As Ireland’s housing crisis worsens, Sinn Féin seeks to make housing a constitutional right

A photo of a homeless person in Dublin
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Sinn Féin has introduced a bill in the Irish parliament that would make housing a constitutional right. The bill “would provide a basic floor of protection”, according to one of its sponsors, Eoin Ó Broin.

This move comes as a new report has shown that rents in Ireland have hit a new high, and supply is at a record low. Added to this is the homelessness crisis, with the latest figures showing that over 10,000 people in Ireland are homeless.

The government’s lack of action

Introducing the bill on 14 May, Ó Broin pointed out that the housing crisis in Ireland is continuing to worsen. As a result, he criticised the government’s policies. He argued that:

By any meaningful indicator, the Government’s housing plan is failing, yet every day the Taoiseach and his Ministers claim Rebuilding Ireland is working.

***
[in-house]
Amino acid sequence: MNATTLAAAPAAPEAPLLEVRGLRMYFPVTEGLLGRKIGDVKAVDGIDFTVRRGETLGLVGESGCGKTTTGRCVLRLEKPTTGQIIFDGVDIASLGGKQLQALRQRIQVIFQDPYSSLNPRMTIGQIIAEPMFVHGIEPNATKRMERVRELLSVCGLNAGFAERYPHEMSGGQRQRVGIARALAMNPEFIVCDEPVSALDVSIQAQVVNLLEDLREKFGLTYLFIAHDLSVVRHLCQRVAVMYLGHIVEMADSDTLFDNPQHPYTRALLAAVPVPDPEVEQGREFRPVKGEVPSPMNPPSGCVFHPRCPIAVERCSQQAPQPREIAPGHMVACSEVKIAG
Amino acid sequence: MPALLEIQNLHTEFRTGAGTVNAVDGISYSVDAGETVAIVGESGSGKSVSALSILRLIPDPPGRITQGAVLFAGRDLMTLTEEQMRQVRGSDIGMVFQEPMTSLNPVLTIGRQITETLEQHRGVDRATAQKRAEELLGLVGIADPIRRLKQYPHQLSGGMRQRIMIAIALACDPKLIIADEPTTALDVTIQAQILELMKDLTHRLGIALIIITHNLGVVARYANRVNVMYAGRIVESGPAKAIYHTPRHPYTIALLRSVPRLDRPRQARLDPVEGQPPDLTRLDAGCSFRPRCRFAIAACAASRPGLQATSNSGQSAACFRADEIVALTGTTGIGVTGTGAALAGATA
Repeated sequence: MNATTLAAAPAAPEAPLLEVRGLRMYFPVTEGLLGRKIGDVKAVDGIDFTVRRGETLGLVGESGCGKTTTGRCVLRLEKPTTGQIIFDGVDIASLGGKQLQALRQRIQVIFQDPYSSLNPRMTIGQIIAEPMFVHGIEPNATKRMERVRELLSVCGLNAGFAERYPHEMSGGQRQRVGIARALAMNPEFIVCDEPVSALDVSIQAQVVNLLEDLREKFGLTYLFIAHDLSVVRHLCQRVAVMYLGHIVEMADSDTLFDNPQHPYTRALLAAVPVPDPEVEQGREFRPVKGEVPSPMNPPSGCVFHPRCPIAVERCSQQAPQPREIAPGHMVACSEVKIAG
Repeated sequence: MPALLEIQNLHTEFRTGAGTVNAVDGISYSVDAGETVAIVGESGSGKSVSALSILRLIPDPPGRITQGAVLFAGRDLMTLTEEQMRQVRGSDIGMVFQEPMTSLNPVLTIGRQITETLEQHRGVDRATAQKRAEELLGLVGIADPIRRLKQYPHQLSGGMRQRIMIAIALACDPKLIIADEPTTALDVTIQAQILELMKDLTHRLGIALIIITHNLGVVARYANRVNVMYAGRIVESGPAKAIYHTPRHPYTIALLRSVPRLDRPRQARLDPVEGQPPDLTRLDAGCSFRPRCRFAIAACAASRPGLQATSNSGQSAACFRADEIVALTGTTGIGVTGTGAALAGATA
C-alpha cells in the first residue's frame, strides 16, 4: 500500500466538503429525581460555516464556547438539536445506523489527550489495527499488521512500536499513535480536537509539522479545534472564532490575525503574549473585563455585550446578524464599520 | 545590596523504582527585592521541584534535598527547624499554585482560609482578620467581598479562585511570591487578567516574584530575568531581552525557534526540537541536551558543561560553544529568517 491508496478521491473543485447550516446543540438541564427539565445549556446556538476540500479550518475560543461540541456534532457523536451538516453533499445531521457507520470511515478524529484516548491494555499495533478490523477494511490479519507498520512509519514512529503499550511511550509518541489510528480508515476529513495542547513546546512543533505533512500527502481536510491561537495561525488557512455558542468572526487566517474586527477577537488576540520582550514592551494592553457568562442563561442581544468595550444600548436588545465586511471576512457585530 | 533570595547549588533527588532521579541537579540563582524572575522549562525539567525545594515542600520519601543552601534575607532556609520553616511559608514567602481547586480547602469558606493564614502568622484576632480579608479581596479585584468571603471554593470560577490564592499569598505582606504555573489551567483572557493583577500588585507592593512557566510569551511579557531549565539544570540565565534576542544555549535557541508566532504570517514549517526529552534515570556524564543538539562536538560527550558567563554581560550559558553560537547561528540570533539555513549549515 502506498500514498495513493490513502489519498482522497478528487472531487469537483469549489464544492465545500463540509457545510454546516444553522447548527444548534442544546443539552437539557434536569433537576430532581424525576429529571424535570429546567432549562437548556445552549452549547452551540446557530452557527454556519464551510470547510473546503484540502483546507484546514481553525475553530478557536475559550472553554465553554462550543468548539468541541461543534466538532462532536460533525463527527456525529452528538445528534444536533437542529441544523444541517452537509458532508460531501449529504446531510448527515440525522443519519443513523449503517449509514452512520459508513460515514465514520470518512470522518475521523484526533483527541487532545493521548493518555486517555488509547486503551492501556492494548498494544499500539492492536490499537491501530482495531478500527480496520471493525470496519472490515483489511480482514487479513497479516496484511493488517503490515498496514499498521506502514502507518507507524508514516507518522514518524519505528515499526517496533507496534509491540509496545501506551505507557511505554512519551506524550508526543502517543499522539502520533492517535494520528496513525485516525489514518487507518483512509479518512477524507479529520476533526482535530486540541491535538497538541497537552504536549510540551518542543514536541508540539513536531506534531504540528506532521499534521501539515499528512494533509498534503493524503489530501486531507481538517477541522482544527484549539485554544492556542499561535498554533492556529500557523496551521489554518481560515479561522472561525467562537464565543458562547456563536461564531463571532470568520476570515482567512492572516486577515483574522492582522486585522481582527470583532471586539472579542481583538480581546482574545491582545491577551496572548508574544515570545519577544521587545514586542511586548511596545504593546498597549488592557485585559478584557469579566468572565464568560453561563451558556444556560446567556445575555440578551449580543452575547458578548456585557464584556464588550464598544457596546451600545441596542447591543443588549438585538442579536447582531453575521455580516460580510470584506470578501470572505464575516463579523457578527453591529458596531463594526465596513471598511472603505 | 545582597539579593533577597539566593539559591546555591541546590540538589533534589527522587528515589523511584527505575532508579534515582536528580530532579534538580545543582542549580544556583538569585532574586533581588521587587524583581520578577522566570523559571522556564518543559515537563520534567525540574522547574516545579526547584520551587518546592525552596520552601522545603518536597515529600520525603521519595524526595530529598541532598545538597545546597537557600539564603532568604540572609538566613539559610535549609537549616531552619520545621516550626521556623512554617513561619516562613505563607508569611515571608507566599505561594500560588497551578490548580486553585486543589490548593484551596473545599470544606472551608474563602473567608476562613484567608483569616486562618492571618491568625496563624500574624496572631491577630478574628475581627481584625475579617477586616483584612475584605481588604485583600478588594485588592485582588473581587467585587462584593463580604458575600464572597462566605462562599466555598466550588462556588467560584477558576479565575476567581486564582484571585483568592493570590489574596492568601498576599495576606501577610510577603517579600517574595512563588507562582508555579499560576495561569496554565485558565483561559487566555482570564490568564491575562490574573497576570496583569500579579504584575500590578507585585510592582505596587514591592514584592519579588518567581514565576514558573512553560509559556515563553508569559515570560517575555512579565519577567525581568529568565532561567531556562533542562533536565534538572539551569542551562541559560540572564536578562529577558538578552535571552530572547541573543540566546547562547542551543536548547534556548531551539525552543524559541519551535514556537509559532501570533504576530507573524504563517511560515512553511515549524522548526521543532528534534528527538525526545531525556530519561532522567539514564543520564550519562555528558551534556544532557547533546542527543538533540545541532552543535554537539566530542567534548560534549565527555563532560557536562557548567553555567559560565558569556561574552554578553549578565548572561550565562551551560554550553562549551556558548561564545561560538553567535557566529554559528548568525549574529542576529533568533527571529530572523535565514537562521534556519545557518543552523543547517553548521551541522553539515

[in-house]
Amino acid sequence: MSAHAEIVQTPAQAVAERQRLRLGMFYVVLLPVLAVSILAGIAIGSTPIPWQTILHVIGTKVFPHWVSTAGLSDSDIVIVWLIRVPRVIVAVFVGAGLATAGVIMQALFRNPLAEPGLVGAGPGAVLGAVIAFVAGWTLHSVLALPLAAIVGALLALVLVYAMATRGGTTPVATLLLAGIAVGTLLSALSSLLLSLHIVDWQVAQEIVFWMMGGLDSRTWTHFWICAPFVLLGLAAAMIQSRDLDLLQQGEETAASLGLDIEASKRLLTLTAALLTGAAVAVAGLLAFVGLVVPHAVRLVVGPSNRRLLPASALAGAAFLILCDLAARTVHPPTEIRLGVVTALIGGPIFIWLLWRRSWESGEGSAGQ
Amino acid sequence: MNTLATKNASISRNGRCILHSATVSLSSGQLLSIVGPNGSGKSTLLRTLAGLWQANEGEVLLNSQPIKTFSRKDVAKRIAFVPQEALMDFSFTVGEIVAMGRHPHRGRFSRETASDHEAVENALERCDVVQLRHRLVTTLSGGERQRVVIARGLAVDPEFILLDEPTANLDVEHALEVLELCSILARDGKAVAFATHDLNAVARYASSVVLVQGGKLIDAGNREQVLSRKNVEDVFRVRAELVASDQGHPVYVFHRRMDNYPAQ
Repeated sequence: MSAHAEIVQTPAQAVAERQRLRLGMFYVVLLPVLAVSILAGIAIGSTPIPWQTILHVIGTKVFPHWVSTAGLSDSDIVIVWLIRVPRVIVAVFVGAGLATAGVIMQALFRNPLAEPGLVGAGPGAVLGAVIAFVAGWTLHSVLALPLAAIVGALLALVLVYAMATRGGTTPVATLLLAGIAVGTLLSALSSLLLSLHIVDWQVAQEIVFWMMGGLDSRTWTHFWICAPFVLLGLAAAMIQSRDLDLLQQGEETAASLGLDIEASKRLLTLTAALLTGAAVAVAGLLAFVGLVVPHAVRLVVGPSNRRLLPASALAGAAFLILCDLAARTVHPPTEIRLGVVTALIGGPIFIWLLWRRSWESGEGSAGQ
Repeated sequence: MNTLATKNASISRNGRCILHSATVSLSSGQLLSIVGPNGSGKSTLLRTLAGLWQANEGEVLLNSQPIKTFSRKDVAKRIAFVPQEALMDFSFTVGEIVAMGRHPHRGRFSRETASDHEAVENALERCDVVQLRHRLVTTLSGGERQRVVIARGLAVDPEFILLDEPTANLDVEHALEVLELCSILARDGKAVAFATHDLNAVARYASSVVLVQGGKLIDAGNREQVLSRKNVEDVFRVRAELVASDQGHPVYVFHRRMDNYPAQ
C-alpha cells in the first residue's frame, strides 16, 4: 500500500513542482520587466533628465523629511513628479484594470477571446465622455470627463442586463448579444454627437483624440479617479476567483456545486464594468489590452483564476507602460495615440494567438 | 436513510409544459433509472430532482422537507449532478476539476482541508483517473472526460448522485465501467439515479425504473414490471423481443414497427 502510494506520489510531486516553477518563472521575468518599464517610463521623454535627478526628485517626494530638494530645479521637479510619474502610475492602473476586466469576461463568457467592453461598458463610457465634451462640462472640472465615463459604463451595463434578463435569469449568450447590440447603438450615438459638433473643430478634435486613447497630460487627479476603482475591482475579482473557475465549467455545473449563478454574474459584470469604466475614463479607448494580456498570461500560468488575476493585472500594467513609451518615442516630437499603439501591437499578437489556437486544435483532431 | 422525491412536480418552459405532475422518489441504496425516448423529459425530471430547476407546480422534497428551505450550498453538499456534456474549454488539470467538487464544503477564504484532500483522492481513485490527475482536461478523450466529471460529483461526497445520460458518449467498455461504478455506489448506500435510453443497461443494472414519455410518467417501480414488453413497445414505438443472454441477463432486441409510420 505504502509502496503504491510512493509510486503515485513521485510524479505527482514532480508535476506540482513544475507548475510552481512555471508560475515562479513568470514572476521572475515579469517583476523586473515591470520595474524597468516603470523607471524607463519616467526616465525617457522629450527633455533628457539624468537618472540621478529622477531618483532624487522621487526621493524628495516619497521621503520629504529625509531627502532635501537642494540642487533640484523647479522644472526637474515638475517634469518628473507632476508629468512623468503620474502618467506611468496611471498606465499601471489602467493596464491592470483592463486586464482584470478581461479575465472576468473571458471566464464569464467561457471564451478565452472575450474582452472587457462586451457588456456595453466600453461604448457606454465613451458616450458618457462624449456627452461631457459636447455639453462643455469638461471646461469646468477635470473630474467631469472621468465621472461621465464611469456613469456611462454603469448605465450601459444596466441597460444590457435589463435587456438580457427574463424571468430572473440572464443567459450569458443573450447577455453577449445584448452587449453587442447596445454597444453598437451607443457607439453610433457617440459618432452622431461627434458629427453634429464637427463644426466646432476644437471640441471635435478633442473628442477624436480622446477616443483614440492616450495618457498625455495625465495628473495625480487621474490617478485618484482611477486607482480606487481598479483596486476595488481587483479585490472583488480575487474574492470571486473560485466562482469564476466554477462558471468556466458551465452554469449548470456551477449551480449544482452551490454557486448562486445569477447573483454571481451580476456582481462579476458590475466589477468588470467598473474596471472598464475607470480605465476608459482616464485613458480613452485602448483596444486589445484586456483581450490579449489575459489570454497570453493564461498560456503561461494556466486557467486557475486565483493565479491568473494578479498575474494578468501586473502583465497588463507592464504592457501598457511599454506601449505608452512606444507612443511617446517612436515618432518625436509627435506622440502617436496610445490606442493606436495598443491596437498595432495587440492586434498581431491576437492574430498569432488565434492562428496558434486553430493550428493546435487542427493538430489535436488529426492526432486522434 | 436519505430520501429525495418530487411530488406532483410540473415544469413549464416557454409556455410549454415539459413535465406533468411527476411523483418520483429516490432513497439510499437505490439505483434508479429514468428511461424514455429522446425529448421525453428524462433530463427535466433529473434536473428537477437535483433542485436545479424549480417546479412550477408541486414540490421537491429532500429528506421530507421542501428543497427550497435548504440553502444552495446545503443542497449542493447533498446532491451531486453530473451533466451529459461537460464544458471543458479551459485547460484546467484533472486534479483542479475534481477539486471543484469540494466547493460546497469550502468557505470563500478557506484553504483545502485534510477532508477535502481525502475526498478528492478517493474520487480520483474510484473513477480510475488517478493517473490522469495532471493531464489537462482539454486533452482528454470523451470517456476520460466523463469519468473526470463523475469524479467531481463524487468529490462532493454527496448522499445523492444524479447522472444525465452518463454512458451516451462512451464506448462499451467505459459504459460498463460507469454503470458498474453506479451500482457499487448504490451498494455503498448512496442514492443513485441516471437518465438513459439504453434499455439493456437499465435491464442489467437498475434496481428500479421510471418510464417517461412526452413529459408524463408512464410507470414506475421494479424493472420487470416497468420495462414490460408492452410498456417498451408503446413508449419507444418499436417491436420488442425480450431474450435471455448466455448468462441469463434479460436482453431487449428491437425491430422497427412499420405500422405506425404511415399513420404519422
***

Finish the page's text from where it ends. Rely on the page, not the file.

Referring to a new report detailing the ongoing rise in rental prices, he insisted “the Government has lost control”. He then went on to say that the government’s rental policies are “in tatters”. And he maintained that its policies on social housing and homelessness are in a similar state.

Ensuring a home for everyone

But Ó Broin said the bill could help to solve these problems. Asserting that the bill “is very simple”, he went on to detail its contents:

It seeks to insert in the Constitution, this State’s foundational law, a right to adequate, appropriate, secure, safe and, crucially, affordable housing. It also seeks to place an obligation on the State to ensure the realisation of that right through its laws and policies in accordance with the principles of social justice.

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He also pointed out that it’s a “right that exists in many jurisdictions”. As a result, he appealed to Fianna Fáil, which has a confidence and supply arrangement with the government, not to block the bill. He told the party that it holds the balance of power. And he finished by declaring that passing the bill would be the right thing to do.

Amendments to the Irish constitution can only be made via referendum.

Hitting the streets

Ó Broin made his comments as activists have organised a demonstration to highlight the ongoing housing and homelessness crisis in Ireland. Due to take place in Dublin on 18 May, it is not the first protest of its kind. Previous marches have attracted thousands of protesters.

Featured image via Flickr – William Murphy

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